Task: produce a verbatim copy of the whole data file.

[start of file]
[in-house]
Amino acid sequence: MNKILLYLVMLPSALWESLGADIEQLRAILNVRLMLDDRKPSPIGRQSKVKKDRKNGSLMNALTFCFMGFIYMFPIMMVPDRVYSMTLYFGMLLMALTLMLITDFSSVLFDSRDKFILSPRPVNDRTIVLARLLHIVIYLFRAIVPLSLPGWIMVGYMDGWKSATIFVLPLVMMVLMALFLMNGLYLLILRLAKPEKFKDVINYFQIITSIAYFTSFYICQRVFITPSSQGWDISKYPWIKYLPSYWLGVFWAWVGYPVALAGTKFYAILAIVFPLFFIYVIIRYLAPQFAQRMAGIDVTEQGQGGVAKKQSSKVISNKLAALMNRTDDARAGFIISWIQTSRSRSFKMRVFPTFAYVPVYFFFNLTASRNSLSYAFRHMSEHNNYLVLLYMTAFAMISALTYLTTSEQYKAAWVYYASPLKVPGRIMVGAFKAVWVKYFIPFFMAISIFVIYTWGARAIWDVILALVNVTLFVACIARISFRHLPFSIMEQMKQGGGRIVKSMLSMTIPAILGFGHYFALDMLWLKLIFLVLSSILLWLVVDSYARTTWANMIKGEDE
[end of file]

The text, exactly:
[in-house]
Amino acid sequence: MNKILLYLVMLPSALWESLGADIEQLRAILNVRLMLDDRKPSPIGRQSKVKKDRKNGSLMNALTFCFMGFIYMFPIMMVPDRVYSMTLYFGMLLMALTLMLITDFSSVLFDSRDKFILSPRPVNDRTIVLARLLHIVIYLFRAIVPLSLPGWIMVGYMDGWKSATIFVLPLVMMVLMALFLMNGLYLLILRLAKPEKFKDVINYFQIITSIAYFTSFYICQRVFITPSSQGWDISKYPWIKYLPSYWLGVFWAWVGYPVALAGTKFYAILAIVFPLFFIYVIIRYLAPQFAQRMAGIDVTEQGQGGVAKKQSSKVISNKLAALMNRTDDARAGFIISWIQTSRSRSFKMRVFPTFAYVPVYFFFNLTASRNSLSYAFRHMSEHNNYLVLLYMTAFAMISALTYLTTSEQYKAAWVYYASPLKVPGRIMVGAFKAVWVKYFIPFFMAISIFVIYTWGARAIWDVILALVNVTLFVACIARISFRHLPFSIMEQMKQGGGRIVKSMLSMTIPAILGFGHYFALDMLWLKLIFLVLSSILLWLVVDSYARTTWANMIKGEDE